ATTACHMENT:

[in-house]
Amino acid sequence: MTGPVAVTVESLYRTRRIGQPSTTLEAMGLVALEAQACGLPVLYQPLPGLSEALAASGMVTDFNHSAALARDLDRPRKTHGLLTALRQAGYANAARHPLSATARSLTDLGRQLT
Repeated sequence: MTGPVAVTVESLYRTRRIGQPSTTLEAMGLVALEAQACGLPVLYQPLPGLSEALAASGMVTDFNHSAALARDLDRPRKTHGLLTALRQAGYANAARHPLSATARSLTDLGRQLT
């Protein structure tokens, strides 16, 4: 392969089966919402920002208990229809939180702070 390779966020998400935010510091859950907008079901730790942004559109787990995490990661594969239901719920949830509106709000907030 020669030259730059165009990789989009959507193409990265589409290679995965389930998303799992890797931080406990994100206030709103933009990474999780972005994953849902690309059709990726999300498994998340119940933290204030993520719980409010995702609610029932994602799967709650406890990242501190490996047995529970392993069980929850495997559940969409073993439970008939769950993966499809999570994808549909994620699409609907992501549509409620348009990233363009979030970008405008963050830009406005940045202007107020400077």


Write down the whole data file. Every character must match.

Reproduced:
[in-house]
Amino acid sequence: MTGPVAVTVESLYRTRRIGQPSTTLEAMGLVALEAQACGLPVLYQPLPGLSEALAASGMVTDFNHSAALARDLDRPRKTHGLLTALRQAGYANAARHPLSATARSLTDLGRQLT
Repeated sequence: MTGPVAVTVESLYRTRRIGQPSTTLEAMGLVALEAQACGLPVLYQPLPGLSEALAASGMVTDFNHSAALARDLDRPRKTHGLLTALRQAGYANAARHPLSATARSLTDLGRQLT
């Protein structure tokens, strides 16, 4: 392969089966919402920002208990229809939180702070 390779966020998400935010510091859950907008079901730790942004559109787990995490990661594969239901719920949830509106709000907030 020669030259730059165009990789989009959507193409990265589409290679995965389930998303799992890797931080406990994100206030709103933009990474999780972005994953849902690309059709990726999300498994998340119940933290204030993520719980409010995702609610029932994602799967709650406890990242501190490996047995529970392993069980929850495997559940969409073993439970008939769950993966499809999570994808549909994620699409609907992501549509409620348009990233363009979030970008405008963050830009406005940045202007107020400077």